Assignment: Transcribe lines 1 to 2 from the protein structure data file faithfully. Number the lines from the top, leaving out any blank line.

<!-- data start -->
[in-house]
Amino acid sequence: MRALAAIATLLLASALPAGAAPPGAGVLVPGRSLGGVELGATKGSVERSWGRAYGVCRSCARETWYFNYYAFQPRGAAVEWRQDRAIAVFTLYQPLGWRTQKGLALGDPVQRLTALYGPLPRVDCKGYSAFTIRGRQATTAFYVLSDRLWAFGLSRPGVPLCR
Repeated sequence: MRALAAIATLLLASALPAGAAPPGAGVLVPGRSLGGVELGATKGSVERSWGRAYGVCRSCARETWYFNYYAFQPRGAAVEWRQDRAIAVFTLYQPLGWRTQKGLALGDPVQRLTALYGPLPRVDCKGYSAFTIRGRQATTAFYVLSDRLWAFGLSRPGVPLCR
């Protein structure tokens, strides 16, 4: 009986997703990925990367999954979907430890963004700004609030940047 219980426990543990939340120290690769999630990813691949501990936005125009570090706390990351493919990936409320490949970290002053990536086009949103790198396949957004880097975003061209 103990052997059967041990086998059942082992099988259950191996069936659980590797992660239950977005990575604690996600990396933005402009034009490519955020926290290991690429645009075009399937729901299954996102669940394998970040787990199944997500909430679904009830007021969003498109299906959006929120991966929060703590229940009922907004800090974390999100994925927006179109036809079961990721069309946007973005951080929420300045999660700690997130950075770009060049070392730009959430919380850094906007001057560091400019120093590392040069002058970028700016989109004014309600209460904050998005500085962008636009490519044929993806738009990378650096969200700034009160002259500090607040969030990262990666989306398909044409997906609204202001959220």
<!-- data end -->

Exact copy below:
[in-house]
Amino acid sequence: MRALAAIATLLLASALPAGAAPPGAGVLVPGRSLGGVELGATKGSVERSWGRAYGVCRSCARETWYFNYYAFQPRGAAVEWRQDRAIAVFTLYQPLGWRTQKGLALGDPVQRLTALYGPLPRVDCKGYSAFTIRGRQATTAFYVLSDRLWAFGLSRPGVPLCR